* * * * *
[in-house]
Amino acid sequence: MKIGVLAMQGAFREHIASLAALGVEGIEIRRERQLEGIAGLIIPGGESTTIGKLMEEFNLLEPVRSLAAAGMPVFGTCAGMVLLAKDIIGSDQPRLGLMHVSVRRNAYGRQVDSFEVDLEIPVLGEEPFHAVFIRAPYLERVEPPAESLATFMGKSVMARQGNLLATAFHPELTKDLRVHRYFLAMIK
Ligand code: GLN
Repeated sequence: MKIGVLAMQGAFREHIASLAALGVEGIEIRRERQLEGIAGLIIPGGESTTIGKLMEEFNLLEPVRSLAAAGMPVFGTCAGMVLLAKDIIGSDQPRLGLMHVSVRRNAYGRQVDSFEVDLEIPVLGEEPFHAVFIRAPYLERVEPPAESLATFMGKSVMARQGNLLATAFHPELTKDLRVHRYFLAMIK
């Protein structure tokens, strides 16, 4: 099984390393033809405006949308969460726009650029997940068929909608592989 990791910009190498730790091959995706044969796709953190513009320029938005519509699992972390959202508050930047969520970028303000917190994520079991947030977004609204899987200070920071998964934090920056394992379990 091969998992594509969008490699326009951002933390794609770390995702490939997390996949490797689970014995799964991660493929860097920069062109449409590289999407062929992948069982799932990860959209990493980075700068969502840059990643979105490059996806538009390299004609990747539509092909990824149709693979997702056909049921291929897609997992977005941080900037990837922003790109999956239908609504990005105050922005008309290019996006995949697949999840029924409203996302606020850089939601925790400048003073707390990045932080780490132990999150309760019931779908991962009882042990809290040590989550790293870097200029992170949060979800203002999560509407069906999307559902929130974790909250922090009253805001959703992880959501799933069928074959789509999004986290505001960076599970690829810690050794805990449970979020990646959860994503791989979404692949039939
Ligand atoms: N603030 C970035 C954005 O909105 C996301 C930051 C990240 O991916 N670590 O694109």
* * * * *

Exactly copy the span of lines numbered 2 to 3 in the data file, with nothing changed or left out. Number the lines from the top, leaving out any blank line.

Amino acid sequence: MKIGVLAMQGAFREHIASLAALGVEGIEIRRERQLEGIAGLIIPGGESTTIGKLMEEFNLLEPVRSLAAAGMPVFGTCAGMVLLAKDIIGSDQPRLGLMHVSVRRNAYGRQVDSFEVDLEIPVLGEEPFHAVFIRAPYLERVEPPAESLATFMGKSVMARQGNLLATAFHPELTKDLRVHRYFLAMIK
Ligand code: GLN